At 38, I was certain I had life all sorted out. After all, I had everything I was led to believe was important in life, and my entire identity was attached to that life.
My identity was attached to…
My identity was attached to being married. My long time love and I had spent 9 years together, both receptive to getting married but just hadn’t taken that step as yet, until we decided to have a family. That decision changed an ideal for both of us and suddenly getting married took on more importance, before our family grew by one. Six short months later we tied the knot , and our relationship reached a much deeper level.
Another attachment was my fast-paced career. I spent many long years working my way up to an executive level in a C-suite office and “being seen as important”. When I got “the office”, my window had a beautiful, calming view out over the water. Each day, I would take a pleasant mini time-out peering out my window, gazing over the water and daydreaming about a different life.
I daydreamed of a different life…
I would dream about where we would travel the following year for our a romantic honeymoon trip to Italy and Paris. But in the meantime though I would “suit up”, putting in 12-15 hours everyday so that I could live the dream life at some point in the future. It seemed to be paying off as year after year, as I was ambitiously and quite successfully, climbing the the proverbial “corporate ladder”.
Taking baby steps out of my comfort zone…
Each year I was given an opportunity to take one more step out of my comfort zone, and whenever I did it seemed to pay off. My confidence and self-esteem grew but even more importantly what I thought was possible grew exponentially. My belief of what I was capable of grew right along side it.
While still only 38, that growth in my belief would become so important later in the year. Not long before my 39th birthday, my world turned upside down. I was rocked by a cancer diagnosis. Everything “normal”, everything I was attached to, everything in my world took on an entirely different meaning.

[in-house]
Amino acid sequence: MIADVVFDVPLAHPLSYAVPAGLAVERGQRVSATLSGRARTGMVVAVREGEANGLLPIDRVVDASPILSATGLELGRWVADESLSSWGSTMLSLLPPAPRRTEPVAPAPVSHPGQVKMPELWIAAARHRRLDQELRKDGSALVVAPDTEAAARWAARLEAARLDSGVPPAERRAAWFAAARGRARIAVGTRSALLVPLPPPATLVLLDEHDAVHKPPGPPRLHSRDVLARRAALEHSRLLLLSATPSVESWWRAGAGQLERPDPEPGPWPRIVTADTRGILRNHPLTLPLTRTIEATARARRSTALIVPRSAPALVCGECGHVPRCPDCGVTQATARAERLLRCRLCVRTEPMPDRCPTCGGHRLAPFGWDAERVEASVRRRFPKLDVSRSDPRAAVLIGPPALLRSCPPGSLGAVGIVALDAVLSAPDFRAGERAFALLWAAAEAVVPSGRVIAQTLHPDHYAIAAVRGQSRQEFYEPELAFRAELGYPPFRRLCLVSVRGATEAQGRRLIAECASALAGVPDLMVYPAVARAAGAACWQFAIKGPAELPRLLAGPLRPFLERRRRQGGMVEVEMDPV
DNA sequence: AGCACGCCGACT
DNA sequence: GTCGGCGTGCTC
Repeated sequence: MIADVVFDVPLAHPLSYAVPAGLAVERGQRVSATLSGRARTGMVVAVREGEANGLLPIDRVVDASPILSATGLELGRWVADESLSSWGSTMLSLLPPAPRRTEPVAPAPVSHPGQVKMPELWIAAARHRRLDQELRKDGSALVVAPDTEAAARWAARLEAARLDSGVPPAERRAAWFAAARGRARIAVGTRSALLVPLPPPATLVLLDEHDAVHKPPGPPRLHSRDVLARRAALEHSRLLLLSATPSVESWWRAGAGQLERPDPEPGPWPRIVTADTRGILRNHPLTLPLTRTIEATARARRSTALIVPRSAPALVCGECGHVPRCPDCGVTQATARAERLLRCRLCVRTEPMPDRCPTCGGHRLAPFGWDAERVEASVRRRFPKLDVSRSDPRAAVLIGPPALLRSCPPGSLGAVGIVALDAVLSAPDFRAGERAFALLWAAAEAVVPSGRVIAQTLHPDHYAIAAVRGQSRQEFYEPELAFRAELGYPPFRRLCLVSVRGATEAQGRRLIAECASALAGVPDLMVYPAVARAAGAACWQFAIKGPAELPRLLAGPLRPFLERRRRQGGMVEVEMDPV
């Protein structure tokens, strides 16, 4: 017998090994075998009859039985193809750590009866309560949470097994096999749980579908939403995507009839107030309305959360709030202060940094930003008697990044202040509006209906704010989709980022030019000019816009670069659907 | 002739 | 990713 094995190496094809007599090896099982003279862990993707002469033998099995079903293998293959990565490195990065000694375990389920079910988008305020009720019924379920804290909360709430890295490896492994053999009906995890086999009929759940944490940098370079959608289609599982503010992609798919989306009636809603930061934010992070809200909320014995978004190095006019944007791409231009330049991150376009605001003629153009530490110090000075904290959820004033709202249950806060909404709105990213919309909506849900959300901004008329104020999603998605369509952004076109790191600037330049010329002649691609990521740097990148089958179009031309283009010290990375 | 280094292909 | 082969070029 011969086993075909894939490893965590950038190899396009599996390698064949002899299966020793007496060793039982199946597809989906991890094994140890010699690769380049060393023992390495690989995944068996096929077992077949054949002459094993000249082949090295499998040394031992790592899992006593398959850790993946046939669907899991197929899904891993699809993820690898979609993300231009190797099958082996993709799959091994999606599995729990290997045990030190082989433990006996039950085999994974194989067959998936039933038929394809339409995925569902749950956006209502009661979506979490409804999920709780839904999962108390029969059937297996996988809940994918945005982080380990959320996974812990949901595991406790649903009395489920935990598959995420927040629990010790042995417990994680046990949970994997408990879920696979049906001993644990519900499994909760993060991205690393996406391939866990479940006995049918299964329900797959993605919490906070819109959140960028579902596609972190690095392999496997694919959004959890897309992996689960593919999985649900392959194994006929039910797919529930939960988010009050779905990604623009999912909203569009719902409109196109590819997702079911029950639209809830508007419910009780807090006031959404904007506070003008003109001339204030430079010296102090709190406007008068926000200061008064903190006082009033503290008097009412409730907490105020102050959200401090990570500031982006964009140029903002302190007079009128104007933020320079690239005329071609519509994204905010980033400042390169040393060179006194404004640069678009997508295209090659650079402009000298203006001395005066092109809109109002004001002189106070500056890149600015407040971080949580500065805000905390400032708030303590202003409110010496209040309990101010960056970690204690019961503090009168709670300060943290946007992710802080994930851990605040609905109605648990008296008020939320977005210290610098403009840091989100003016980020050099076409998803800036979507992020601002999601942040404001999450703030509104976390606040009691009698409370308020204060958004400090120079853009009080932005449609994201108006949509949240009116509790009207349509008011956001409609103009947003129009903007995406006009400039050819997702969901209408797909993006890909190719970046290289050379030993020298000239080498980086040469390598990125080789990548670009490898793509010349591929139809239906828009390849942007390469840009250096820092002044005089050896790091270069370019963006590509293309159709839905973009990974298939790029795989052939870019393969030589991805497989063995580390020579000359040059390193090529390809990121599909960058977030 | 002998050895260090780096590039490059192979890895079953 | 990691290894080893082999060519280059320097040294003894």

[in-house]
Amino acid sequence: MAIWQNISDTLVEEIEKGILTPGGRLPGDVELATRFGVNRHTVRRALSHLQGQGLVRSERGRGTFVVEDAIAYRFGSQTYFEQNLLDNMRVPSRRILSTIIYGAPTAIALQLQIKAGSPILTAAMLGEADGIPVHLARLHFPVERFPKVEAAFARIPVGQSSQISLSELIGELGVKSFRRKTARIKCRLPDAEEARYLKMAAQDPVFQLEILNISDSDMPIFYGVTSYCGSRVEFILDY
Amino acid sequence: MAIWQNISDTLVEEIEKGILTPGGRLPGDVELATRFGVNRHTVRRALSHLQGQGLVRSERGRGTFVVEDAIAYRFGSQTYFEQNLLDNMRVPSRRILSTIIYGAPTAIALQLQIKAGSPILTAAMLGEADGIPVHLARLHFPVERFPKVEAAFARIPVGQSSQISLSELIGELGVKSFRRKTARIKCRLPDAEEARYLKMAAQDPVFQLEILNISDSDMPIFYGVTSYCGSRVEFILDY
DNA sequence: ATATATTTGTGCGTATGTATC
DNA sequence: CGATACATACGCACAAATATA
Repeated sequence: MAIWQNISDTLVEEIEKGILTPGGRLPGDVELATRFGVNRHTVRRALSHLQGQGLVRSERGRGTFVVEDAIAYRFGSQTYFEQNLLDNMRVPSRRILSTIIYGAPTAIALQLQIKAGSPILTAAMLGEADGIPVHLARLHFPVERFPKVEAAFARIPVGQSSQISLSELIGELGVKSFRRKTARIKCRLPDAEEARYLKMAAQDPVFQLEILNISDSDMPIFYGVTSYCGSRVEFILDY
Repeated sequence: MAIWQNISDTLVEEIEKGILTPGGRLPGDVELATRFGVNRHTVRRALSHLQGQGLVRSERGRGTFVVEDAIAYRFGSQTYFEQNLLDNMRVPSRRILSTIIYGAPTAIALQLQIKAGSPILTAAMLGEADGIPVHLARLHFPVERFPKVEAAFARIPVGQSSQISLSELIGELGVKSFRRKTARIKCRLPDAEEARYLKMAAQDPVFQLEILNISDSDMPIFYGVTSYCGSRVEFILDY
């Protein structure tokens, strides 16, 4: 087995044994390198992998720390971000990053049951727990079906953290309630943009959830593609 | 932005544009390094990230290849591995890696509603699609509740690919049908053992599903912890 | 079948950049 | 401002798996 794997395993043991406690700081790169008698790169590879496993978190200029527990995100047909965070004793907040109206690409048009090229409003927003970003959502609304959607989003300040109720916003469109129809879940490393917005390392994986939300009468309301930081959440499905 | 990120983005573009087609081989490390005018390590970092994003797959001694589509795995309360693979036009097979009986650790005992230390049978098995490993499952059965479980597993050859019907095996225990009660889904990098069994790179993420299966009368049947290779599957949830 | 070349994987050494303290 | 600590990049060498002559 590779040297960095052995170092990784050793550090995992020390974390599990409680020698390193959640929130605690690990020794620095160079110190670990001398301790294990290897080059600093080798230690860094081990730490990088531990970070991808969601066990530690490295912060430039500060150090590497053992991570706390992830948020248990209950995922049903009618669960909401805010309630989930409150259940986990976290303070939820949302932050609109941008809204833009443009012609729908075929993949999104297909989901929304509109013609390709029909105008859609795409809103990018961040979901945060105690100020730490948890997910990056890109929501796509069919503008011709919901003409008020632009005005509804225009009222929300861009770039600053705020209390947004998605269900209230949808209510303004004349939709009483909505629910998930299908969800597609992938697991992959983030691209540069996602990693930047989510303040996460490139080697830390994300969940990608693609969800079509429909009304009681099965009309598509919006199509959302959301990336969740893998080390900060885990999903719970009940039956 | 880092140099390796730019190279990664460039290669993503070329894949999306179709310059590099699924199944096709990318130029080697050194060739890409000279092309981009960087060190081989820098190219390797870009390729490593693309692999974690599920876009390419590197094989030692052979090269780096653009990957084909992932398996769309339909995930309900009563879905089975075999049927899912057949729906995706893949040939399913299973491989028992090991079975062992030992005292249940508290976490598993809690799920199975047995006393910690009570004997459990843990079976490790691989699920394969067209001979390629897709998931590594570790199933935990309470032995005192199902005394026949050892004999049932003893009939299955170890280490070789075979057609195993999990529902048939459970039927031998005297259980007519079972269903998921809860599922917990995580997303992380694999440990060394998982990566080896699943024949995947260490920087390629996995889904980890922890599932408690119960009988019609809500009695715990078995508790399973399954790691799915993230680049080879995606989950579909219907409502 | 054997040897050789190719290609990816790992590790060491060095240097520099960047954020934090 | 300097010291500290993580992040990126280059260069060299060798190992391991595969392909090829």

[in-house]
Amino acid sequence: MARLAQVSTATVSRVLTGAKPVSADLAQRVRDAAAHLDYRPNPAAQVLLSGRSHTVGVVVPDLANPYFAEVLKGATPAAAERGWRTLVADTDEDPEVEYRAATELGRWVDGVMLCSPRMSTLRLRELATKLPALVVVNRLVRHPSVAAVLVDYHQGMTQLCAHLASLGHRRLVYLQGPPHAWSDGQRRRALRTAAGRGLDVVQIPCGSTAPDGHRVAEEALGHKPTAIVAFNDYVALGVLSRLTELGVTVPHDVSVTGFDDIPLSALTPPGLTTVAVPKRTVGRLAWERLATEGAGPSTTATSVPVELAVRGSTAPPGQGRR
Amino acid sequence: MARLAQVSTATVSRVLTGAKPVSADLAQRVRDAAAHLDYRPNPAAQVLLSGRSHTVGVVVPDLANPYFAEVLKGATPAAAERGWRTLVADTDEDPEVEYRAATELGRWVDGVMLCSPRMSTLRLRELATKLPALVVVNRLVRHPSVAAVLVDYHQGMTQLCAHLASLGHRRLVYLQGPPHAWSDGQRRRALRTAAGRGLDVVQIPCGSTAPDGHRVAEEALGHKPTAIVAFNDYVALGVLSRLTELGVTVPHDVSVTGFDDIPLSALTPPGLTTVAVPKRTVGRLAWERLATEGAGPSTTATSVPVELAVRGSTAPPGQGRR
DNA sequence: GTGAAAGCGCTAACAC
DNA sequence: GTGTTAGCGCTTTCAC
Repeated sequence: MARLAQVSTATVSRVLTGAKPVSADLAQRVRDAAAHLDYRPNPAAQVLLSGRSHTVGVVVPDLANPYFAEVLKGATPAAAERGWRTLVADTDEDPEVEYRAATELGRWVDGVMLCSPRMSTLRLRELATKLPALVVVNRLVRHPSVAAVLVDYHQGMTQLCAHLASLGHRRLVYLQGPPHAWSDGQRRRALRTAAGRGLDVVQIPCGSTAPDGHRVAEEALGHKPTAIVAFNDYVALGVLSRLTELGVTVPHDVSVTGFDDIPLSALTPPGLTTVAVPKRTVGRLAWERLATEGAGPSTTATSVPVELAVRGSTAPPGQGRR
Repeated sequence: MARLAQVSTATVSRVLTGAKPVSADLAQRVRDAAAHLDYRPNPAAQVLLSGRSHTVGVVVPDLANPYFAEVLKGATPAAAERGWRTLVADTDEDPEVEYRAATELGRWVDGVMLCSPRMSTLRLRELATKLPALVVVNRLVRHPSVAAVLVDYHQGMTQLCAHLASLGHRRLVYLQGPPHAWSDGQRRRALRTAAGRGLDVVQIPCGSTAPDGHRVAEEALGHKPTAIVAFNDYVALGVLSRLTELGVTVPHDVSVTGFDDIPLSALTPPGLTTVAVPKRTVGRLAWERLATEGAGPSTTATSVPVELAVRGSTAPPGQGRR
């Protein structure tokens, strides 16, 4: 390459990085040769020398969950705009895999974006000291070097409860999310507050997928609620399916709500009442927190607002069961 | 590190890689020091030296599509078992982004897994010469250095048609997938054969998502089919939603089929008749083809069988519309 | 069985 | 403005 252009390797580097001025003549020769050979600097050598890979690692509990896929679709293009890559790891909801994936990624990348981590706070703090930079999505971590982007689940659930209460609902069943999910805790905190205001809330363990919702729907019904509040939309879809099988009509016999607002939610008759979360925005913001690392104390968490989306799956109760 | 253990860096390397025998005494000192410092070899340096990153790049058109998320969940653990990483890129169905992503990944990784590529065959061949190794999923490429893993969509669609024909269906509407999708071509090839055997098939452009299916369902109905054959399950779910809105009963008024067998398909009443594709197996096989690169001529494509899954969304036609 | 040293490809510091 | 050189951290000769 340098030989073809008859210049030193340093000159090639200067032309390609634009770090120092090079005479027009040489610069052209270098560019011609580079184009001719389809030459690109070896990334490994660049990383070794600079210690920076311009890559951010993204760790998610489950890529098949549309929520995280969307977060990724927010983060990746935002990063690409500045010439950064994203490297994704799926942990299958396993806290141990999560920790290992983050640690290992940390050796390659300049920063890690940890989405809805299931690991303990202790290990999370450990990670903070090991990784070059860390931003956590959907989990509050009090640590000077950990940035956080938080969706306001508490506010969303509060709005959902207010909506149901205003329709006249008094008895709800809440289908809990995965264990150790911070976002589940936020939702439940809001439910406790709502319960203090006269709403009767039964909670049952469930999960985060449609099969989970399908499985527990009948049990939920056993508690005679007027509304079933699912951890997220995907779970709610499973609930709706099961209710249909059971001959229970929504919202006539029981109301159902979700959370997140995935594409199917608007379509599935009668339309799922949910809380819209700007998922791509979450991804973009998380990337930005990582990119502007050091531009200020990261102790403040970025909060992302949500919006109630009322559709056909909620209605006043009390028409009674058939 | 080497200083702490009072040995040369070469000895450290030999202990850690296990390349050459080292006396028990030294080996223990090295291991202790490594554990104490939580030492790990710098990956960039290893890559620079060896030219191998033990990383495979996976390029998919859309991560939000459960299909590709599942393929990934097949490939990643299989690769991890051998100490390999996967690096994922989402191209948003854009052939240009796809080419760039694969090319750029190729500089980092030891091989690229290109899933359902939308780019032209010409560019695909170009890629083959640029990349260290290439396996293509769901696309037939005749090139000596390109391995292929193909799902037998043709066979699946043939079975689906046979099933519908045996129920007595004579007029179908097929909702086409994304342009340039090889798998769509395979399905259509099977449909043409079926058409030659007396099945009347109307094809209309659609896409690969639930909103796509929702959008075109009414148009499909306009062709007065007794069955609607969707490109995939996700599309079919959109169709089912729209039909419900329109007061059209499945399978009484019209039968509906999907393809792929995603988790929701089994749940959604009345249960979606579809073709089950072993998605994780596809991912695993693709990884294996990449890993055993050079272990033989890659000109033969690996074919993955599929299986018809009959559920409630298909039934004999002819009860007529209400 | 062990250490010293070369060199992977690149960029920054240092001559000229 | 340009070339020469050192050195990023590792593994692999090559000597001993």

What I once loved, now drained me…
Those aspects of life that once gave me energy, now drained me and left me exhausted. I tried so hard to hang on to what was. But in the end, I let go of the tug-o-war, and started to embrace new possibilities of who I could be.
When I reflect back now my memory of my seemingly “perfect life”, doesn’t look so perfect anymore. But I had so much time, energy and money invested in it, it was a struggle to let it go.
Living in fear of…
I recognise now that I was living in fear. Fear that if I wasn’t “perfect” I wouldn’t be loved, or connected or promoted.
I had a hard decision to make, either struggle to hold on it those old ideals and beliefs or stretch my comfort zone further. Could I break apart what I thought my life should look like and create the life I wanted to live? A life just for me!
That was the turning point – the best decision I ever made was choosing to break apart and rebuild. With a stronger foundation, one without fear ingrained into the bricks that supported my life.
Today is the 14th Anniversary of….
Today, is the 14 year anniversary of that diagnosis. November 14, 2000. The next few years were a continuous process of breaking apart and rebuilding. Only one year later, my childhood friend, the first boy I loved, was killed in the World Trade Center bombing. The next year my close friend was killed in the Bali bombing and the following year my husband and I separated.
Everything, absolutely everything that I once identified with was gone….
My ideals had changed so much, and they had to. Living a life that was fulfilling to me become so much more important than fitting into the outdated sense that other people had of me or for who they needed me to be, rather than who I had become.
This enormous change left me open to experience life differently….
The importance of living your story the right voice
Now, as I talk to people about different aspects of my story, in some way, it connects me to a place within them. Even though our histories, experiences and outcomes can be different, we are connected through our story.
As we share our stories, I understand them in a deep, more meaningful way and feel closely connected to them. It never seems uncomfortable, as it is more about who we have become as a result of our experiences rather than a resume or menu of events that took place.
The challenge that so many people experience is – they aren’t quite sure how to get past the uncomfortable, so the disease or incident becomes their identity. It becomes the focus their time, energy and conversations.
Emerging from that focus and stepping to a deeper level, moving past fear and judgement starts with understanding and telling your story in an empowered way.
Discover why telling your story is so important. Learn to deeply connect with people through your story, and understand how to tell your story with confidence and ease to empower yourself and those around you and those who support you.
PS I now live the life I daydreamed about all those year ago, I will share more of my story, with you during the challenge….
PPS Invite your friends and supporters to the challenge as well, as we connect through our stories and everyone has a story worth telling….